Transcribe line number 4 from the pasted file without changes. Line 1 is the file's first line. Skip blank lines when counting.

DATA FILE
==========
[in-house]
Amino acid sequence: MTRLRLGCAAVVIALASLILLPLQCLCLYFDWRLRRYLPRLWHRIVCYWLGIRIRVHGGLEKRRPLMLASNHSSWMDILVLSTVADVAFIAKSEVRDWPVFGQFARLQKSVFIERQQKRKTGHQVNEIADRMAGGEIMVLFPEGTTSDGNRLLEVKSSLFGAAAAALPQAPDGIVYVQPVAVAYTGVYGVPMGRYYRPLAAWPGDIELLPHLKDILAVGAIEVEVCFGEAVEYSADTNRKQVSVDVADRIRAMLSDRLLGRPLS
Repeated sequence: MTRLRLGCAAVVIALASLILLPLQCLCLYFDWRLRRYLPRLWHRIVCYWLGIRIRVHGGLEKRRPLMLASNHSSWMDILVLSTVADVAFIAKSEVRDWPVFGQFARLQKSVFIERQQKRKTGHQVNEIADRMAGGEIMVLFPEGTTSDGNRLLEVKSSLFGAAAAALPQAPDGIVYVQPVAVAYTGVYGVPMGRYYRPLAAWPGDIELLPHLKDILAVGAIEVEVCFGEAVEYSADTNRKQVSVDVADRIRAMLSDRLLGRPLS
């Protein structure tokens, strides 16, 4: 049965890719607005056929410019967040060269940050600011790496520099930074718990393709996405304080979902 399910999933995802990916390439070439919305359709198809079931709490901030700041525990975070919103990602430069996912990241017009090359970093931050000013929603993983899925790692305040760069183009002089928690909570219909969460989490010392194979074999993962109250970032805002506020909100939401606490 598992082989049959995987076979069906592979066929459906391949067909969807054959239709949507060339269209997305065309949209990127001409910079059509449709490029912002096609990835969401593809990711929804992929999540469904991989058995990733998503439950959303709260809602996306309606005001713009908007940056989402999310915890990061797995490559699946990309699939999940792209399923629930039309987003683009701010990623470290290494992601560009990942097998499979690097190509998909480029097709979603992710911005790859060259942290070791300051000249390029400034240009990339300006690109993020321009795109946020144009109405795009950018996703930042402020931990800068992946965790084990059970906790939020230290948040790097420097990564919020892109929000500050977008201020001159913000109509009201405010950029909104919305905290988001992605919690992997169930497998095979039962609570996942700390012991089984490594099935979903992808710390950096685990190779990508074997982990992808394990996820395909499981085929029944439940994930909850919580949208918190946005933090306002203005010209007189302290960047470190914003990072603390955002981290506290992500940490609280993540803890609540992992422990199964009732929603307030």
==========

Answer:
């Protein structure tokens, strides 16, 4: 049965890719607005056929410019967040060269940050600011790496520099930074718990393709996405304080979902 399910999933995802990916390439070439919305359709198809079931709490901030700041525990975070919103990602430069996912990241017009090359970093931050000013929603993983899925790692305040760069183009002089928690909570219909969460989490010392194979074999993962109250970032805002506020909100939401606490 598992082989049959995987076979069906592979066929459906391949067909969807054959239709949507060339269209997305065309949209990127001409910079059509449709490029912002096609990835969401593809990711929804992929999540469904991989058995990733998503439950959303709260809602996306309606005001713009908007940056989402999310915890990061797995490559699946990309699939999940792209399923629930039309987003683009701010990623470290290494992601560009990942097998499979690097190509998909480029097709979603992710911005790859060259942290070791300051000249390029400034240009990339300006690109993020321009795109946020144009109405795009950018996703930042402020931990800068992946965790084990059970906790939020230290948040790097420097990564919020892109929000500050977008201020001159913000109509009201405010950029909104919305905290988001992605919690992997169930497998095979039962609570996942700390012991089984490594099935979903992808710390950096685990190779990508074997982990992808394990996820395909499981085929029944439940994930909850919580949208918190946005933090306002203005010209007189302290960047470190914003990072603390955002981290506290992500940490609280993540803890609540992992422990199964009732929603307030």